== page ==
1) Ever wonder why SUNNI Hamas were getting assistance from SHIITE Iran? Iran hates Sunnis and the only reason they'd be arming them is to get Arabs mad at Israel and if Arabs took the bait and fucked with Israel, America would intervene and Iran would be smiling ear-to-ear.
2) Israel gives America the ability to intervene in the middle East if any rival group gets too powerful. We can't justify war with Iran, for instance, if they attacked and took over Saudi Arabia (which would fuck us over big time) but we CAN justify war to protect Israel.
It would be like if cops made a weak cop agitate gangs and then attacked the gangsters when they attack the cop.
>For example if it is sunni vs shitte why did the Saudis not support morsi?
Morsi was part of the Muslim Brotherhood. Arabs don't like the Muslim Brotherhood because its 'pan-islamist' and thus too vulnerable to Shiite/Iranian influence. Having a Shiite-friendly power right by Saudi Arabia would be way too dangerous. Why? because Iran would have the incentive to influence the group, thus influencing Egypt and possibly getting Egypt to become friendly to Shiite terrorists who could then just walk into Saudi Arabia and blow stuff/people up.
Its easier just to get rid of Morsi then spend all the money/effort to influence Egypt and, by extension, the Muslim Brotherhood.
Well that's assuming that the shiites would buy into pan islamism, I doubt they would have. I think they were just unsettled in the democratic way that morsi rose to power. they saw it as a coming inter sunni threat, one that could offer young Saudis an alternative to wahhaibism.
>Do you think CT community should start putting heavyer pressures on one or the other side or wait it out and hope that the bleed each other dry?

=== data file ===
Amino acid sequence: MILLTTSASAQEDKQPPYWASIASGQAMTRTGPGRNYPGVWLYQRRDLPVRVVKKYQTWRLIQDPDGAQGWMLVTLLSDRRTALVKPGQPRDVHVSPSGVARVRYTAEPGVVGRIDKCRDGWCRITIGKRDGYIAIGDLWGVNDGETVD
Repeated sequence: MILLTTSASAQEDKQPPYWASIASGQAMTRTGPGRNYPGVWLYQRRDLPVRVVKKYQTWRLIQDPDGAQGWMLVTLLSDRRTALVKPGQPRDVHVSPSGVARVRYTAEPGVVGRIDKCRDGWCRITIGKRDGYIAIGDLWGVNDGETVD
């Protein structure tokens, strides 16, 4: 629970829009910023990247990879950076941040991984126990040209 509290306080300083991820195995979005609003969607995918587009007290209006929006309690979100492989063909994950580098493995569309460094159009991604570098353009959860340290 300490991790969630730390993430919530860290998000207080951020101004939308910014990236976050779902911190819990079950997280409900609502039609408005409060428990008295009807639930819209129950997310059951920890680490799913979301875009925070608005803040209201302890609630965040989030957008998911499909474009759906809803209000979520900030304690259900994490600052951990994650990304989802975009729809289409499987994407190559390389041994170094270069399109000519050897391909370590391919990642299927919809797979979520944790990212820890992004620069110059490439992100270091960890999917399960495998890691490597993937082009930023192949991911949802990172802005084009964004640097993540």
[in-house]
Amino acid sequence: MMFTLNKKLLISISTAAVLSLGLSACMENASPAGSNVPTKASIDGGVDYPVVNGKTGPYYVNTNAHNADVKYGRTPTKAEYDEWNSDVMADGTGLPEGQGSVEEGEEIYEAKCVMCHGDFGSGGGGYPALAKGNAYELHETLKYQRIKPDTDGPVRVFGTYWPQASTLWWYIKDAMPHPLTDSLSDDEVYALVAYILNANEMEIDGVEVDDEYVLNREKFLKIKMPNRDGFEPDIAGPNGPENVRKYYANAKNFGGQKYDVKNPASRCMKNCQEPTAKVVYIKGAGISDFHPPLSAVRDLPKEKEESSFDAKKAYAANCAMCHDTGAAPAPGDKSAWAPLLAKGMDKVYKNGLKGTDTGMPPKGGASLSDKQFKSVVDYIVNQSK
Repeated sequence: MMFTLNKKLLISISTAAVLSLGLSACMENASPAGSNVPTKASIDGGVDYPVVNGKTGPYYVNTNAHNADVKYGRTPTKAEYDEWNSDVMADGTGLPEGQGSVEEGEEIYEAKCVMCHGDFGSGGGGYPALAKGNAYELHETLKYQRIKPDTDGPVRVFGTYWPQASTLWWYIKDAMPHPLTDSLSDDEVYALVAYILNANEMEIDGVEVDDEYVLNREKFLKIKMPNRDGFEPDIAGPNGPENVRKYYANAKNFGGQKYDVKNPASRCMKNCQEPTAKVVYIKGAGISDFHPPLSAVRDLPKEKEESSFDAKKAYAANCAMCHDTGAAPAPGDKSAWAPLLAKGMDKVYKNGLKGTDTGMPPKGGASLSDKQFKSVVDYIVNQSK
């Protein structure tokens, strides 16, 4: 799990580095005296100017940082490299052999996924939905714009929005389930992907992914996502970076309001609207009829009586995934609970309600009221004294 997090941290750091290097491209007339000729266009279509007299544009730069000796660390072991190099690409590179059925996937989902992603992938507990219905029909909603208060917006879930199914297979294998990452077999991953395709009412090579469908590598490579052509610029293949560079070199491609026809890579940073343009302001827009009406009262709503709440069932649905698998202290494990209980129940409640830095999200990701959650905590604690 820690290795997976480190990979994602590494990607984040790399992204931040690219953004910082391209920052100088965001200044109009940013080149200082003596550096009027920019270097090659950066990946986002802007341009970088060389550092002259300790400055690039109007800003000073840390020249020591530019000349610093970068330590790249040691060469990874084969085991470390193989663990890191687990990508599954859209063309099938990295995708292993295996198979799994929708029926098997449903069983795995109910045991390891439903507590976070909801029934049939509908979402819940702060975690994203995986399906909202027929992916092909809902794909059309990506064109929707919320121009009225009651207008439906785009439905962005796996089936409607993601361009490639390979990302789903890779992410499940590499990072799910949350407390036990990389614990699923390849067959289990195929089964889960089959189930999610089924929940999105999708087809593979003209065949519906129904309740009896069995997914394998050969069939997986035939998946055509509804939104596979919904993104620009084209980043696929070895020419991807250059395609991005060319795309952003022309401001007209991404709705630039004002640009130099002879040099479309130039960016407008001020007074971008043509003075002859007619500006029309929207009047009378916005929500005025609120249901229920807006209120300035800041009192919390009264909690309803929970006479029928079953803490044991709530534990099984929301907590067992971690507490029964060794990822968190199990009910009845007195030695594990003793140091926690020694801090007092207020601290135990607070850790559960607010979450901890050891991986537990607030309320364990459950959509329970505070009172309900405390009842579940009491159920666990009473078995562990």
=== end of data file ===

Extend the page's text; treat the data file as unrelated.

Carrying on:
The way I see it, the end goal of CT strategy should be to get Iraq to be a buffer between the Sunni lands and Shiite lands. This can only happen if Iraq is controlled by another 'Saddam' who is disliked by both Arabs and Persians.
>what happens if Iraq isn't?
Iraq would just be fought over since each side wouldn't want Iraq in the hands of their enemy. Its a simple problem and its known as the "Prisoner's Dilemma" and the pic I posted shows the payoff matrix for Sunnis(mainly Arab states) and Shiites(mainly Iran and Alawite Syria). Essentially, If Iran doesn't try to grab Iraq, they risk the Arabs and vice-versa.
The problem that's going on is what happens when hostile powers don't have a buffer state between them. This, for instance, is why everyone tolerates the DPRK because a ROK-China border would turn the ROK into current-day Iraq (minus the oil)
>Well that's assuming that the shiites would buy into pan islamism, I doubt they would have.
They wouldn't have to; they'd just have to SUPPORT IT in Egypt in order to influence that Arab neighbor.
Look at Hamas for instance: Hamas is Sunni and Iran gives them weapons (albeit almost certainly with a requirement that they use those weapons) to fight Israel.
If Iran only wanted to support Shiite groups, then they'd only support Hezbollah and Hezbollah's conflicts with Israel.
Giving weapons to Hamas helps Iran by:
A) Fueling tensions between the Arabs and the Israelis
B) Fueling tensions between the Arab leaders who know what's going on and their people who are wondering why they're not fighting Israel. By using Hamas to get Israel to kill Sunnis, the inaction of the Arab governments/royals helps sow suspicion among the Arab Muslims that their leaders are "under the control of the Jews" or that they're "too weak to defend Sunnis against Westerners/Jews"
C) Getting the world to hate Israel and weaken it and its influence. If Israel were to be abandoned by America and Europe, Iran could take over the Middle East and America wouldn't be able to justify intervention because we don't have, for good reasons, mutual defense treaties with the Arab states.